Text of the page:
“Designing a character is like trying to get to know someone,” says Vicki Wong, one half of Meomi. “You ask them where they come from, what they like to do, what they like to eat, who their friends are and so on. A character’s emerging personality and interests will often influence how we progress with the design.”
She makes it sound easy but then, as soon becomes apparent while talking to them, Meomi aren’t ones to blow their own trumpets. Consisting solely of Wong and creative partner Michael Murphy, the studio is probably best known for creating the Octonauts children’s book series, which follows the journeys of a hardy group of animals as they roam under the ocean looking for fun and adventure. With four books currently produced, the exploits of Captain Barnacles Bear, Kwazii Kitten, Peso Penguin and more have also become familiar to pre-schoolers worldwide via an animated TV series produced by Chorion and Brown Bag Films.
It’s safe to say that Meomi had no idea that the Octonauts would become such a huge global hit when they first designed them. “They just started out as desktop wallpaper calendars in 2004,” explains Wong. “We created them as downloadables to celebrate our love of the underwater world, fun sci-fitech, and cute critters. Each month, we introduced new characters and gave a glimpse into their adventures.”
Thus Captain Barnacles was born just because they wanted to have a polar bear character, Kwazii was inspired by Wong’s one-eyed pet cat, and “Professor Inkling was the last character introduced in December, after we’d fallen in love with Dumbo the octopus from the BBC’s Blue Planet series.” In 2005, they were approached by a US publisher to create a picture book, and since they already had several new stories in mind, they readily agreed.
Since then, the hugely positive response to the Octonauts has almost overwhelmed Meomi. “With our books, we’ve just tried to come up with stories that we’d enjoy, so it’s really humbling that so many people have allowed us to share our strange and funny stories with them,” says Wong. “On a daily basis, we’re in awe at the kindness and creativity of all the Octonauts fans sharing their enthusiasm with us via online social networks.” Said fans have created cakes, costumes, craft toys and more, all based on the now-iconic characters.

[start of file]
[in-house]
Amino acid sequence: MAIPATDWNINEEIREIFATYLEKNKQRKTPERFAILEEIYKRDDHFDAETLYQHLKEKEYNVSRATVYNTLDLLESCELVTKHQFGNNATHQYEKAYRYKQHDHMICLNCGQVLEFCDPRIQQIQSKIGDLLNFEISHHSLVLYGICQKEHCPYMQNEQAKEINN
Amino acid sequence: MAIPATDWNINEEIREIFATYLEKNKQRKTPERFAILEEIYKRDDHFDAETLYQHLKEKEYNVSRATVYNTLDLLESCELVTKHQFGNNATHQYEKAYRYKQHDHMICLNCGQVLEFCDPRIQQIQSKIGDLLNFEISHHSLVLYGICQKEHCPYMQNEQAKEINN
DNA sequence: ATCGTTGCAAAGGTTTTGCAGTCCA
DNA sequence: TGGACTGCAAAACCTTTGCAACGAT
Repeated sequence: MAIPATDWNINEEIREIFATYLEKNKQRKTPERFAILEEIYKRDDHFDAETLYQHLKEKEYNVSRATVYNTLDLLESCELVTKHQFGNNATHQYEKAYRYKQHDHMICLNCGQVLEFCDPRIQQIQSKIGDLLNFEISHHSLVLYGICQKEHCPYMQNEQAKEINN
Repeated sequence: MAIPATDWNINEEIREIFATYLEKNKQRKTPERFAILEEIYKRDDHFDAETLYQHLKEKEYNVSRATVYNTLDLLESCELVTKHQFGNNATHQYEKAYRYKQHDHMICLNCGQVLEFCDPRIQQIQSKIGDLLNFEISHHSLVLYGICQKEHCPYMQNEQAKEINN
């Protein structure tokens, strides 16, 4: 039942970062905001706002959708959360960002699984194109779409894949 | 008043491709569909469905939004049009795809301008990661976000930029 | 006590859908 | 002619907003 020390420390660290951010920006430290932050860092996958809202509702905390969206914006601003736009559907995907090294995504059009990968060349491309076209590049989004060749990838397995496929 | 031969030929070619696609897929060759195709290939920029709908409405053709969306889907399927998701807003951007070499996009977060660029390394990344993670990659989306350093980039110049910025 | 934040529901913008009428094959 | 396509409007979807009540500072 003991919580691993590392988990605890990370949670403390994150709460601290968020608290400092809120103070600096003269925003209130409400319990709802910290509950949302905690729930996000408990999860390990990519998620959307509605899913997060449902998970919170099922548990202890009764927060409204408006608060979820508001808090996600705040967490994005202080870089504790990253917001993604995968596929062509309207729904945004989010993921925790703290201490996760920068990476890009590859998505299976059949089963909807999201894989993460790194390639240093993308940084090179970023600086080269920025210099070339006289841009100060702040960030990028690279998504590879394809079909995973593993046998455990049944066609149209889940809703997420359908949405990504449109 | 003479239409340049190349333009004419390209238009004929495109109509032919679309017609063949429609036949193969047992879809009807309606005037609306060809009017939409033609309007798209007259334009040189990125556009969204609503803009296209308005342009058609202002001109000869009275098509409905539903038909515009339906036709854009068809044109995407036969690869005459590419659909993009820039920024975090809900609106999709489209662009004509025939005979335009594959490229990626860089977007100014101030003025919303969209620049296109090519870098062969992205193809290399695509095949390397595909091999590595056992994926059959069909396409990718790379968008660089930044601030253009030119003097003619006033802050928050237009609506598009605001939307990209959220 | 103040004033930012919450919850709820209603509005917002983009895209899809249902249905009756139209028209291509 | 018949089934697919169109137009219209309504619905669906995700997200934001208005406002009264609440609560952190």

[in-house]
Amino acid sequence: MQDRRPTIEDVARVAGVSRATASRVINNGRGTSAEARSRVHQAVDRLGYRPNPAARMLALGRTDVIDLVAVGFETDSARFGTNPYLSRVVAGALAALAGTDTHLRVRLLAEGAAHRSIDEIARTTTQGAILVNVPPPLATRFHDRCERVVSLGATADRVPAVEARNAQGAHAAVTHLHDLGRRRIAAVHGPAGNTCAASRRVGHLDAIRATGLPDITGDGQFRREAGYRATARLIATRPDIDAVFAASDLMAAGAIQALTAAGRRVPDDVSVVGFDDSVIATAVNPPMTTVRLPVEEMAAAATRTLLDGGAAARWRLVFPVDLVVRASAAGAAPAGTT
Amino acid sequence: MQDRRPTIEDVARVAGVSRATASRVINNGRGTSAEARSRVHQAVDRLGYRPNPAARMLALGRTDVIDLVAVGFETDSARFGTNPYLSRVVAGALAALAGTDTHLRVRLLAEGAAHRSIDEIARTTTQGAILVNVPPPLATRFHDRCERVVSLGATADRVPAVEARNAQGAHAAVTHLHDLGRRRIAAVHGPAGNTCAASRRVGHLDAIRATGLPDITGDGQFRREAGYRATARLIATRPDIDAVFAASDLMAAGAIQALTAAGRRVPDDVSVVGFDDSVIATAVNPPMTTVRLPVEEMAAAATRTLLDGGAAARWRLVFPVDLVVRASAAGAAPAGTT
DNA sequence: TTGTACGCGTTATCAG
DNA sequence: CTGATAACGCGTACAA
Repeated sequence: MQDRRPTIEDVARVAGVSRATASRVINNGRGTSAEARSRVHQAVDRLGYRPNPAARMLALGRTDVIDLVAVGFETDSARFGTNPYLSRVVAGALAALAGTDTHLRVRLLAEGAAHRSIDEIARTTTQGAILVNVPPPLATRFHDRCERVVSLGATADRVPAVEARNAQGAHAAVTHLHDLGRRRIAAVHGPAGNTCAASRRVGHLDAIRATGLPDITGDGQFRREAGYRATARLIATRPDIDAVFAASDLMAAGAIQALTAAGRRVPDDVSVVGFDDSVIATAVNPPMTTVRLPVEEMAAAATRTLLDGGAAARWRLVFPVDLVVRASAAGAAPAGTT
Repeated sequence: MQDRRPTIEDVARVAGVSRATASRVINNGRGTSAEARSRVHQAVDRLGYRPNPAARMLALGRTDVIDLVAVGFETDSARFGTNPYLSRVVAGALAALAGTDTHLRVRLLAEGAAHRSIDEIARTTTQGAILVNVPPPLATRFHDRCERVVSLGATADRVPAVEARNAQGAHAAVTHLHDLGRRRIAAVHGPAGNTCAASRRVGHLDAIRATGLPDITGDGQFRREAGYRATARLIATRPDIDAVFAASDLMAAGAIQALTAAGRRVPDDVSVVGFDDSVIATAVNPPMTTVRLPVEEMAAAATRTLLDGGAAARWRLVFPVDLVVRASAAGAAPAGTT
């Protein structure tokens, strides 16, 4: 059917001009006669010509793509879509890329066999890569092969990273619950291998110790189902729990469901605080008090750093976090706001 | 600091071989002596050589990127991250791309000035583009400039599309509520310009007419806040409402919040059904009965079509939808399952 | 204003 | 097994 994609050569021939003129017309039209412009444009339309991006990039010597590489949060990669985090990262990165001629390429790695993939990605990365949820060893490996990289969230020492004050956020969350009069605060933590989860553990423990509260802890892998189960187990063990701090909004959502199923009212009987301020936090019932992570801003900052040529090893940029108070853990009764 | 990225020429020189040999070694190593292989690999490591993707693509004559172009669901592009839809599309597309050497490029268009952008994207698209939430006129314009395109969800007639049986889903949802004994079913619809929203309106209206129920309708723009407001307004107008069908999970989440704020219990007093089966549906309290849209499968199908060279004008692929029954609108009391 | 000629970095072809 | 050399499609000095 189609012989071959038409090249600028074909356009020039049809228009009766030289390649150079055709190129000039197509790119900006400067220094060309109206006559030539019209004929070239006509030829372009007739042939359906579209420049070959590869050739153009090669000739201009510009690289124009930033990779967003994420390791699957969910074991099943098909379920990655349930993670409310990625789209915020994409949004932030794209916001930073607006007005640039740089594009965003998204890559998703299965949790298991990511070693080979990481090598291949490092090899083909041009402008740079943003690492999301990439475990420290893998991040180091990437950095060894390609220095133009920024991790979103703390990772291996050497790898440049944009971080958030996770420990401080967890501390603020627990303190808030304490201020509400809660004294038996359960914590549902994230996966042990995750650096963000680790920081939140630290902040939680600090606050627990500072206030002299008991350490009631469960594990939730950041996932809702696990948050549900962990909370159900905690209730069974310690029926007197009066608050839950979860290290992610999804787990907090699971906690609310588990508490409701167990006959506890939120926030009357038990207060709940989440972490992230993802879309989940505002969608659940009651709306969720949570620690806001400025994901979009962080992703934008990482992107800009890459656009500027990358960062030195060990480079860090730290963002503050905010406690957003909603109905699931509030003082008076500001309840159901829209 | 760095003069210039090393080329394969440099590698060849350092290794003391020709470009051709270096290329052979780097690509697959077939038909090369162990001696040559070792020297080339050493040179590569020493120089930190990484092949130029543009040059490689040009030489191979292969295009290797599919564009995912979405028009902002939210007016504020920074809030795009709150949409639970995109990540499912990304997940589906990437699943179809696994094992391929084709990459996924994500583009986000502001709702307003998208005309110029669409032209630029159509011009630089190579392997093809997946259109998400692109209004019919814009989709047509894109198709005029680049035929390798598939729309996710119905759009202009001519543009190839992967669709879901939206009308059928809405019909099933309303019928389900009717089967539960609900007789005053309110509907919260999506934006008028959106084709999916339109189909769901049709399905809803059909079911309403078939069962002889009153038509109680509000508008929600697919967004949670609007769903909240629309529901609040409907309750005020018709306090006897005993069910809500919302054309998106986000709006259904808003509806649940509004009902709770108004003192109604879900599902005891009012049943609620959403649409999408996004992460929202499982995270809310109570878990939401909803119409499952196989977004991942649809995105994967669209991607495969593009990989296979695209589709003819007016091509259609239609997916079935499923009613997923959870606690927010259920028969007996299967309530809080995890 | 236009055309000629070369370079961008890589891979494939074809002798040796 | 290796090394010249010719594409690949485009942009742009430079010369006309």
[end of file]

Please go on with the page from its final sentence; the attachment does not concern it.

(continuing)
The two halves of Meomi met through “a shared love of cutaway drawings, Barbapapa, and squirrels,” according to Wong. In 2000 she was living and working in Copenhagen as an art director and designer, while Murphy worked in motion graphics and new media. Having seen one of Wong’s drawings on her website, Murphy sent her an introductory email, which led to a long exchange of drawings and more missives. By 2002, they had decided to work together under the name Meomi (named after a particularly excited noise a cat they knew liked to make), and nine years later they are “a little husband and wife studio focusing on doing projects for fun clients, writing and illustrating stories, seeking out the whimsical and the delightful.”
It’s a sweet story and one that perfectly fits with Meomi’s worldview. Their characters are cute and cuddly and very slightly odd, without ever tipping into the realms of tweeness, and they have that useful quality of appealing to both adults and children. Meomi’s characters don’t look as if they belong to some mythical Victorian age; they reference thoroughly modern themes and possess the sort of pop culture sass that clicks with viewers.
A good case in point is Meomi’s designs for the 2010 Vancouver Winter Olympics – a massive project which, says Wong, they would never have dreamed of pursuing off their own bat. As it was, the event’s creative director Leo Obstbaum invited them to submit a portfolio. “We could tell he had a real passion for contemporary character design, loved vinyl toys and was fully aware of the design aesthetic and creativity of what’s happening ‘now’,” explains Wong. “He was interested in us because of our style and approach to design.”